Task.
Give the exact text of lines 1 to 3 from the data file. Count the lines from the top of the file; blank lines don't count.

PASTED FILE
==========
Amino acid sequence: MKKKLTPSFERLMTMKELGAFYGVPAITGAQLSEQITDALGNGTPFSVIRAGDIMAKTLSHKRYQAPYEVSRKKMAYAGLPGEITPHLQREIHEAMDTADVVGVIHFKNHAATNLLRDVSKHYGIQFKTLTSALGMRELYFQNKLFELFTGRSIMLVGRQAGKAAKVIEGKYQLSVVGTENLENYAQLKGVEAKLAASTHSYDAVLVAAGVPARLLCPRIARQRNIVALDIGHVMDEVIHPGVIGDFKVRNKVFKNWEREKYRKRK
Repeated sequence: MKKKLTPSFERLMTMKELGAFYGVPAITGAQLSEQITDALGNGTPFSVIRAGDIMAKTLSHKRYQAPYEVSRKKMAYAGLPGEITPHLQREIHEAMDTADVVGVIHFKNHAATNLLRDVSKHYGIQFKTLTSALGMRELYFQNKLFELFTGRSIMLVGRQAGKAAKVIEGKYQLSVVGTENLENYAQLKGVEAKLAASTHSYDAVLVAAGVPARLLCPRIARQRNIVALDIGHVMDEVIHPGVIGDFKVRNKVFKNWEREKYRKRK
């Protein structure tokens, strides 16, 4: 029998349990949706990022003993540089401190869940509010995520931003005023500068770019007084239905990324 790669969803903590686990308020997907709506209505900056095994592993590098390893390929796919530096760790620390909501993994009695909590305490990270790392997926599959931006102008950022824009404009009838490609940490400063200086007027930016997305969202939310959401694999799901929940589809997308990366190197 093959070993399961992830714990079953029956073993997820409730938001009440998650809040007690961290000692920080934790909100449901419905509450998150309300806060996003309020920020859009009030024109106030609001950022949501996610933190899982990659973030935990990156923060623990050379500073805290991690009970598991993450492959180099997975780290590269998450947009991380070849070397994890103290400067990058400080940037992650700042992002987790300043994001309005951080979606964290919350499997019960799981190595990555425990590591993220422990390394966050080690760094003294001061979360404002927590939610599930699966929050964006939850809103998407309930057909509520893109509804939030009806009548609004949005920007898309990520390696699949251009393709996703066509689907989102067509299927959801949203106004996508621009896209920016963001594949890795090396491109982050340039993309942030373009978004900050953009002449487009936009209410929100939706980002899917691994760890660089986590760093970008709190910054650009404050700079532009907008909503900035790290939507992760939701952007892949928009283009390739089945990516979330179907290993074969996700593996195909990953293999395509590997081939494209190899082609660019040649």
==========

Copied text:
Amino acid sequence: MKKKLTPSFERLMTMKELGAFYGVPAITGAQLSEQITDALGNGTPFSVIRAGDIMAKTLSHKRYQAPYEVSRKKMAYAGLPGEITPHLQREIHEAMDTADVVGVIHFKNHAATNLLRDVSKHYGIQFKTLTSALGMRELYFQNKLFELFTGRSIMLVGRQAGKAAKVIEGKYQLSVVGTENLENYAQLKGVEAKLAASTHSYDAVLVAAGVPARLLCPRIARQRNIVALDIGHVMDEVIHPGVIGDFKVRNKVFKNWEREKYRKRK
Repeated sequence: MKKKLTPSFERLMTMKELGAFYGVPAITGAQLSEQITDALGNGTPFSVIRAGDIMAKTLSHKRYQAPYEVSRKKMAYAGLPGEITPHLQREIHEAMDTADVVGVIHFKNHAATNLLRDVSKHYGIQFKTLTSALGMRELYFQNKLFELFTGRSIMLVGRQAGKAAKVIEGKYQLSVVGTENLENYAQLKGVEAKLAASTHSYDAVLVAAGVPARLLCPRIARQRNIVALDIGHVMDEVIHPGVIGDFKVRNKVFKNWEREKYRKRK
């Protein structure tokens, strides 16, 4: 029998349990949706990022003993540089401190869940509010995520931003005023500068770019007084239905990324 790669969803903590686990308020997907709506209505900056095994592993590098390893390929796919530096760790620390909501993994009695909590305490990270790392997926599959931006102008950022824009404009009838490609940490400063200086007027930016997305969202939310959401694999799901929940589809997308990366190197 093959070993399961992830714990079953029956073993997820409730938001009440998650809040007690961290000692920080934790909100449901419905509450998150309300806060996003309020920020859009009030024109106030609001950022949501996610933190899982990659973030935990990156923060623990050379500073805290991690009970598991993450492959180099997975780290590269998450947009991380070849070397994890103290400067990058400080940037992650700042992002987790300043994001309005951080979606964290919350499997019960799981190595990555425990590591993220422990390394966050080690760094003294001061979360404002927590939610599930699966929050964006939850809103998407309930057909509520893109509804939030009806009548609004949005920007898309990520390696699949251009393709996703066509689907989102067509299927959801949203106004996508621009896209920016963001594949890795090396491109982050340039993309942030373009978004900050953009002449487009936009209410929100939706980002899917691994760890660089986590760093970008709190910054650009404050700079532009907008909503900035790290939507992760939701952007892949928009283009390739089945990516979330179907290993074969996700593996195909990953293999395509590997081939494209190899082609660019040649």